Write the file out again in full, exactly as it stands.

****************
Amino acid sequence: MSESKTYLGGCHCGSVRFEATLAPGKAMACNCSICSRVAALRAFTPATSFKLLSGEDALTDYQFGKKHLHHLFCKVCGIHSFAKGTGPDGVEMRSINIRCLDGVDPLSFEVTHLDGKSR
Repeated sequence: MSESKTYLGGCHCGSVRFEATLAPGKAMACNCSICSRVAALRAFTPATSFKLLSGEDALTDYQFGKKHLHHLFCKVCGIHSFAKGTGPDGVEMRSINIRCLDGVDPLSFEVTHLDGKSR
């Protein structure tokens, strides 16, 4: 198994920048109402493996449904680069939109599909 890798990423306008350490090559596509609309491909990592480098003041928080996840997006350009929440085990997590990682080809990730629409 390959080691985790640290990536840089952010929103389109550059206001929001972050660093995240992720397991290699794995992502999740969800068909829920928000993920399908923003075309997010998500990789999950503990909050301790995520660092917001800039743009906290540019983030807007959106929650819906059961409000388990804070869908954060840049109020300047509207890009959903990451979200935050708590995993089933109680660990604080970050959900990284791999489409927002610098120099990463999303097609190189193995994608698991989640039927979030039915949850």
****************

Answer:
Amino acid sequence: MSESKTYLGGCHCGSVRFEATLAPGKAMACNCSICSRVAALRAFTPATSFKLLSGEDALTDYQFGKKHLHHLFCKVCGIHSFAKGTGPDGVEMRSINIRCLDGVDPLSFEVTHLDGKSR
Repeated sequence: MSESKTYLGGCHCGSVRFEATLAPGKAMACNCSICSRVAALRAFTPATSFKLLSGEDALTDYQFGKKHLHHLFCKVCGIHSFAKGTGPDGVEMRSINIRCLDGVDPLSFEVTHLDGKSR
């Protein structure tokens, strides 16, 4: 198994920048109402493996449904680069939109599909 890798990423306008350490090559596509609309491909990592480098003041928080996840997006350009929440085990997590990682080809990730629409 390959080691985790640290990536840089952010929103389109550059206001929001972050660093995240992720397991290699794995992502999740969800068909829920928000993920399908923003075309997010998500990789999950503990909050301790995520660092917001800039743009906290540019983030807007959106929650819906059961409000388990804070869908954060840049109020300047509207890009959903990451979200935050708590995993089933109680660990604080970050959900990284791999489409927002610098120099990463999303097609190189193995994608698991989640039927979030039915949850």